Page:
Gush Katif evictees, viewing the Israel Defense Forces' most recent operation in Gaza as proof that the 2005 Disengagement was a severe tactical error on Israel's part, are asking to return to their former land. At a Sunday press conference, representatives of the former Jewish communities in Gaza called to reestablish the settlements that had been destroyed.
"We strenuously request to correct the error, to recreate Gush Katif and allow us to return to our homes. Our return will mitigate the security disaster and moral disaster that the architects of the eviction brought upon us and the state," representatives said.
"Our objective is the good of the state of Israel. Today, anyone who wants to protect southern Israel must settle in Gaza. (Settlement) is not a dirty word," said Aharon Tzur, a former head of the Gush Katif region council.
Yossi Dagan, leader of the Homesh First organization - a grassroots organization dedicated to the idea of rebuilding the evacuated northern Samaria settlement – and a participant in the press conference, outlined a resettlement plan.
"First, we demand to return to Netzarim, to the northern part of Gaza and to the Philadelphi Route, later to all of the former settlements," he said.
"As long as soldiers are fighting we will not point the finger of blame, but when it ends, people who took part in the eviction will need to answer to the nation of Israel," Dagan added.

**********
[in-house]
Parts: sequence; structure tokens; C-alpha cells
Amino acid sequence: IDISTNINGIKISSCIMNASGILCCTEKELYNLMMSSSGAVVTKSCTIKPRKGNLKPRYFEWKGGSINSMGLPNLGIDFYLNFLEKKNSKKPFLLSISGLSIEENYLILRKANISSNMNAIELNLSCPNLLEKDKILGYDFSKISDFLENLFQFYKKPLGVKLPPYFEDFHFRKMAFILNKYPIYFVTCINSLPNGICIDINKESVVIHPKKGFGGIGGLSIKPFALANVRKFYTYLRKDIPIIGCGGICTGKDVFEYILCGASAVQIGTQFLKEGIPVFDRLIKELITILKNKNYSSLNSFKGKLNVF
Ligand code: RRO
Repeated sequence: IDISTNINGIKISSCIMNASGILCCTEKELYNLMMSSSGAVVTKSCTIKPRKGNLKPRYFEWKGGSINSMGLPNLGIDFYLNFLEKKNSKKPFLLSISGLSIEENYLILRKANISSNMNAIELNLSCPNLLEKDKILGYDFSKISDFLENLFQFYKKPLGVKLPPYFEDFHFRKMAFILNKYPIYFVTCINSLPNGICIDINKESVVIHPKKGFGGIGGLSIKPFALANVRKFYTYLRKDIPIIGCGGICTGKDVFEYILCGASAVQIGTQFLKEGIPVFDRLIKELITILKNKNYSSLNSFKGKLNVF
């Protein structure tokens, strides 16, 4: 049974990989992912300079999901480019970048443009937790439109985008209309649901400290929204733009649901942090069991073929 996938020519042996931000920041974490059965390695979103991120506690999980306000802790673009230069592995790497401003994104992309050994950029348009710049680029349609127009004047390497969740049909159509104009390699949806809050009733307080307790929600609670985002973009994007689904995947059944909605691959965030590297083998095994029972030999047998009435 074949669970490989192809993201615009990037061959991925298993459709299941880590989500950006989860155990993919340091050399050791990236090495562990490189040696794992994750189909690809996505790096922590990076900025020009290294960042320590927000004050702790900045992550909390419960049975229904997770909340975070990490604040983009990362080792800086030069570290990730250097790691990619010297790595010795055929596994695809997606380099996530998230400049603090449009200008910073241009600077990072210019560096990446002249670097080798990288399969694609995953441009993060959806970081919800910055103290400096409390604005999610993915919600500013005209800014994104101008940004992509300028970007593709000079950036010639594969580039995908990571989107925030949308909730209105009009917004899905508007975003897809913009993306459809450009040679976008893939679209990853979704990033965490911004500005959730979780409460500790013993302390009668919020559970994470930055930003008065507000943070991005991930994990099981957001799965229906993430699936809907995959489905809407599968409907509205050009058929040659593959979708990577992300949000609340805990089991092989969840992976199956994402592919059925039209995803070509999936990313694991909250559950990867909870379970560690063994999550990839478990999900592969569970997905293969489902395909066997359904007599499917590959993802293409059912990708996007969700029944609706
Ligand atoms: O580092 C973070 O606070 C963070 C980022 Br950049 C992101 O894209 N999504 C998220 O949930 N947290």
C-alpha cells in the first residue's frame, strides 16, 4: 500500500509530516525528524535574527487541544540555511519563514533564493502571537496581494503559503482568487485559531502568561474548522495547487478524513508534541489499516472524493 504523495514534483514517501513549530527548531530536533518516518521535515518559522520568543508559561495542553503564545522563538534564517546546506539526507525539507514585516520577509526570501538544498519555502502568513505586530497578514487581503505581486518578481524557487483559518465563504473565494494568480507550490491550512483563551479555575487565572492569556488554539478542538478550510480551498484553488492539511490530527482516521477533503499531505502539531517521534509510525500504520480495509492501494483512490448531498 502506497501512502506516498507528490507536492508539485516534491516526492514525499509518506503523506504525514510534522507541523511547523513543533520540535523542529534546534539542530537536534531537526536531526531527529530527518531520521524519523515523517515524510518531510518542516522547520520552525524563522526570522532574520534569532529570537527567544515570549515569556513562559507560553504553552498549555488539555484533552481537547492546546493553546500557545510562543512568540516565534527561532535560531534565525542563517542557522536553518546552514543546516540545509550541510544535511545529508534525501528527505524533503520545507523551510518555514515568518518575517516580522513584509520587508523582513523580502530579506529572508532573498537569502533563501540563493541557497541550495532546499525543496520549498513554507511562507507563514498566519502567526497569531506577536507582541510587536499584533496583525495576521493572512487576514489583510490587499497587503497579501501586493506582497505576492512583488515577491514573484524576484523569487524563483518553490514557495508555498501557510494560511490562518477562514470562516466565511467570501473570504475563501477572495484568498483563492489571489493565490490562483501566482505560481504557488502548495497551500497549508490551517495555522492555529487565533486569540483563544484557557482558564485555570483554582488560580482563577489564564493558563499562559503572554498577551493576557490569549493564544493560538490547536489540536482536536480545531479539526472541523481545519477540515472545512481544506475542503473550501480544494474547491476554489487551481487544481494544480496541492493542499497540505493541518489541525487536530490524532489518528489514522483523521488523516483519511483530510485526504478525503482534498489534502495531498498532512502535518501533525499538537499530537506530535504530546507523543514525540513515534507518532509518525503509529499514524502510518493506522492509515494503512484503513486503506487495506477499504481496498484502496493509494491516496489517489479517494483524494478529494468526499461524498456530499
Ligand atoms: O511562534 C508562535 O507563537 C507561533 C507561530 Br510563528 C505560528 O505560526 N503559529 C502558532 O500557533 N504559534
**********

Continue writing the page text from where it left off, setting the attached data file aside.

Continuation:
Resettling by the bookReuven Rosenblatt, another Gush Katif regional council former head, emphasized that the settlers want to return to their homes legally, adding that "once we get permission, we could have people back in the area within a day, even if it requires living in tents. We could do it from today to tomorrow."
Rosenblatt blamed the severity of the situation on former governments. "Had the government responded as it is doing today to the first mortar attack on Gush Katif, it would have been possible to halt the enemy in its tracks," he said.
That not being the case, the settlers say they are willing to suffer for the good of the nation. "We would ensure there would be quiet in the south, even if it meant we would be the occasional target," Tzur said.
"We're willing to take this upon ourselves and serve as the front," said Mazal Hanniah, a former resident of Neve Dekalim. Rina Ackermann, whose two boys are soldiers and whose husband was called up for reserves duty added, "our sons who are in Gaza are willing to retake the region, despite the mistake that was made."
The settlers attempted to get out their message in more ways than one. A side of a bus read: "There is a solution – returning Gush Katif. Expanding communities in Judea and Samaria."